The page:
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Antoun Sidhom (1915 - 1995)

Youssef Sidhom

01 May 2015 12:45 pm

What he said and what was said about him

 

 

 

 

 

Saturday 2 May marked the 20th anniversary of the death of Antoun Sidhom, the founder and godfather of Watani. The date 3 March 2015 was his 100th birthday. Even though Sidhom’s birth and death anniversaries have been commemorated every year, 2015 is a milestone year that holds a special place in our hearts.

It is not my intention to write about Sidhom or elaborate on his mission, virtues and patriotism. I will instead dedicate this editorial space, which for years hosted his own editorials, to reminisce on some of Sidhom’s remarkable quotes and some moving words that were written about him after his death.

Quotes from Antoun Sidhom:

 

 

• A good citizen’s heart is in his nation. He senses all that takes place there, weighs it well and forms an opinion about it. If needs be, he explores how to change it. He actively expresseses this through various means of expression and change.
• Taxes never ruined anyone’s fortune. You must pay your due taxes in order for your wealth, family and children to be blessed.
• [About his life mission in defending Copts, frequently confused with defending Christianity:] I defend Christ? Christ is strong enough to defend Himself and to defend me. I only testify to Christ with love.
• [To me:] Any wealth I leave behind after I die is to be equally divided between you and your sisters. We make no difference between men and women.
• Muslims in Egypt are, for us, family. No matter how vicious the attacks on Copts by extremists, fanatics and terrorists, we must not confuse Muslims with those who merely claim to be Muslim.
• We Egyptians have offered humanity a civilization of light. We gave mankind richness, beauty, truth and virtues that were crowned by our national unity. We must today continue giving, preserve our values and endeavour to eradicate the reckless, extremist movements that attempt to undermine our national ideals and unity. National unity is our greatest pride, a symbol of our struggles throughout history, and the nucleus around which our future and renaissance grow.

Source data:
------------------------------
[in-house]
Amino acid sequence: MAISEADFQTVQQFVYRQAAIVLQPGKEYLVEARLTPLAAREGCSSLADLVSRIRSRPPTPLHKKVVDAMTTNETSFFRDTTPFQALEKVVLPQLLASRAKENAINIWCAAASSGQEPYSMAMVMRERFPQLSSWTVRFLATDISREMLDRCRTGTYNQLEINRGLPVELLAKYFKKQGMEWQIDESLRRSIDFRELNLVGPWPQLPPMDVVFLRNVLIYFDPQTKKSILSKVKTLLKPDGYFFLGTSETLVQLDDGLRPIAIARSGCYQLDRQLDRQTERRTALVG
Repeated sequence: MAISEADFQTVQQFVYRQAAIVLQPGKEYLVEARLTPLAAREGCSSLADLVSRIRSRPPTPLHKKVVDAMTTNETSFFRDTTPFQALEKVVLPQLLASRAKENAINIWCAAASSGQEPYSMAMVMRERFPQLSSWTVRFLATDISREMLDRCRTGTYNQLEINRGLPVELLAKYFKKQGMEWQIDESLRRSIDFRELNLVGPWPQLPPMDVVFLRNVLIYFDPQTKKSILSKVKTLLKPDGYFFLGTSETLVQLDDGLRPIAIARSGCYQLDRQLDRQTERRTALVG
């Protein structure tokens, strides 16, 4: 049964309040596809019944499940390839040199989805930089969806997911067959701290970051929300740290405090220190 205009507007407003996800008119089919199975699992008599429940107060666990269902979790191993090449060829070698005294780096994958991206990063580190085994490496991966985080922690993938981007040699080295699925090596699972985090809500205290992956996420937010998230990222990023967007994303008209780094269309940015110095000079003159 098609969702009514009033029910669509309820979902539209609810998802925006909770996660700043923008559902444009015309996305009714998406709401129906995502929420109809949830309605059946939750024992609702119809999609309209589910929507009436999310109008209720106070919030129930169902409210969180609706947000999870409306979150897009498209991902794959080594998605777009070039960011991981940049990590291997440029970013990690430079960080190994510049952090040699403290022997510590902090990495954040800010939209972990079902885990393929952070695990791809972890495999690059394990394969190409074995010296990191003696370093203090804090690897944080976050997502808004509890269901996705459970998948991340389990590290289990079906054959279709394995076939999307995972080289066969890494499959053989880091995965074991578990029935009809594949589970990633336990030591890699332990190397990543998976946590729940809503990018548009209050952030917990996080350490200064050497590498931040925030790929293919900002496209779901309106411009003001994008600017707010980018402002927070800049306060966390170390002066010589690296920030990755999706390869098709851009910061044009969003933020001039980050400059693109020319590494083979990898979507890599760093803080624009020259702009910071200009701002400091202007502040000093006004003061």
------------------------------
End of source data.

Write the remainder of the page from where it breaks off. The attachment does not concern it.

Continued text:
• Egypt’s Copts must exercise calm, wisdom and peace. The love that Muslims feel towards their fellow Copts is unquestionable. They are our flesh and blood, and the bonds which tie us are genuine, strong, and unwavering. As for the stray religious movements that foster sedition, may God guide them to the right way. Let us pray to the God of peace to protect us all against evil and bestow upon us His peace and love.
• What can we expect of youth worked up against Christians and Christianity since their early years through school textbooks and teachers, mosque imams, the media and fanatic literature, all of which deride Christianity? These young people have consistently been spurred to hate and disdain Christianity and to carry animosity towards Christians. The natural outcome is the outbursts of hate that erupt against Copts every so often.
• The aberrant treatment currently meted to Copts makes sure they are excluded from public life and from key positions in government posts, public sector and banks. May the Lord forgive those in authority who adopt such detrimental policies.
• I have repeatedly written about the 1856 Hamayouni Edict and the notorious Ten Conditions enacted by the 1934 Deputy Interior Minister Ezaby Pasha, which lie at the basis of the current harsh legislation for church building in Egypt. Does it make sense that such legislation should govern church building in the 20th century? And under a constitution that stipulates freedom of belief? Isn’t it time to cancel the outdated legislation and issue a fair, equitable, confusion-free law for building places of worship in Egypt?
Antoun Sidhom left our world before his dream for this nation could come true. He was not there when the intellectual Sayed al-Qimany said, back in 2006, in a Watani forum session: “My fear is that it may have to be Egypt’s destiny to fall under the hand of political Islam in order to know it for what it really is,” and rise to prise herself out of its clutches. Egypt did fall into the hands of the Muslim Brothers in the wake of the 2011 Arab Spring, and freed herself of them in July 2013.
When Antoun Sidhom died, Mother Irene, former Mother Superior of Abu-Sefein Convent who died in 2006, said of him: “Like a blossoming olive tree, full of good fruits. This is how our dear departed shone.” Another prominent Church figure, Father Matta al-Miskeen of St Macarius monastery, who also died in 2006, said: “A Church pillar has fallen; a star has risen and shines in the sky.”

“My heart goes out to you [meaning the Copts in general and the Sidhoms in specific],” writer and politician Rifaat al-Said said, “and to all Egypt who has lost one of her most courageous sons, one who dearly loved her.”

Basma William, Watani’s correspondent in Assiut, wrote: “His words will always glow, their truth penetrating all times and on to eternity.”
Antoun Wissa Bibawy from Gerga in Upper Egypt: “His heart embraced everyone, and he always sought the best for all. His soul was a lush tree rooted in rich land, with branches that reached up to the sky. It bore abundant fruit and spread its soothing shade over everyone near and far.”

Watani International
3 May 2015


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